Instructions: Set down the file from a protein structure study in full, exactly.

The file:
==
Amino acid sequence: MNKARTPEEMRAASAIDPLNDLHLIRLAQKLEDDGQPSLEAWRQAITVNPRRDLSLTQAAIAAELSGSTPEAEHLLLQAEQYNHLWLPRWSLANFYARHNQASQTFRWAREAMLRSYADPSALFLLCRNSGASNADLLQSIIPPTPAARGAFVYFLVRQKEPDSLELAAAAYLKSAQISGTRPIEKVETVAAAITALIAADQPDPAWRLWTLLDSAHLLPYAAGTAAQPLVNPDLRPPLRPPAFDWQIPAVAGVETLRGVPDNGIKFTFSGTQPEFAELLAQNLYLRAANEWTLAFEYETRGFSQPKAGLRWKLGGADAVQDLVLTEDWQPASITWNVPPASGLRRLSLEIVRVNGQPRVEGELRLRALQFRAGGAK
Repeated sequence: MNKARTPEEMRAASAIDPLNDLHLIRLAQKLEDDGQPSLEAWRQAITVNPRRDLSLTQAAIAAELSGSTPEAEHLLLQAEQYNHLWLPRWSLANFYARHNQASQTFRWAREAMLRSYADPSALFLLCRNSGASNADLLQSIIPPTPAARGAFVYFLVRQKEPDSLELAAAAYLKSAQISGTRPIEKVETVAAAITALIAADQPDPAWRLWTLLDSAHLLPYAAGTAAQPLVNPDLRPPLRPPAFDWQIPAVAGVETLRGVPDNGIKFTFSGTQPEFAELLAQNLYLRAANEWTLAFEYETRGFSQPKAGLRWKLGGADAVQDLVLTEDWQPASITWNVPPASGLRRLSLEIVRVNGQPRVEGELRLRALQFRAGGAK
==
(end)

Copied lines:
Amino acid sequence: MNKARTPEEMRAASAIDPLNDLHLIRLAQKLEDDGQPSLEAWRQAITVNPRRDLSLTQAAIAAELSGSTPEAEHLLLQAEQYNHLWLPRWSLANFYARHNQASQTFRWAREAMLRSYADPSALFLLCRNSGASNADLLQSIIPPTPAARGAFVYFLVRQKEPDSLELAAAAYLKSAQISGTRPIEKVETVAAAITALIAADQPDPAWRLWTLLDSAHLLPYAAGTAAQPLVNPDLRPPLRPPAFDWQIPAVAGVETLRGVPDNGIKFTFSGTQPEFAELLAQNLYLRAANEWTLAFEYETRGFSQPKAGLRWKLGGADAVQDLVLTEDWQPASITWNVPPASGLRRLSLEIVRVNGQPRVEGELRLRALQFRAGGAK
Repeated sequence: MNKARTPEEMRAASAIDPLNDLHLIRLAQKLEDDGQPSLEAWRQAITVNPRRDLSLTQAAIAAELSGSTPEAEHLLLQAEQYNHLWLPRWSLANFYARHNQASQTFRWAREAMLRSYADPSALFLLCRNSGASNADLLQSIIPPTPAARGAFVYFLVRQKEPDSLELAAAAYLKSAQISGTRPIEKVETVAAAITALIAADQPDPAWRLWTLLDSAHLLPYAAGTAAQPLVNPDLRPPLRPPAFDWQIPAVAGVETLRGVPDNGIKFTFSGTQPEFAELLAQNLYLRAANEWTLAFEYETRGFSQPKAGLRWKLGGADAVQDLVLTEDWQPASITWNVPPASGLRRLSLEIVRVNGQPRVEGELRLRALQFRAGGAK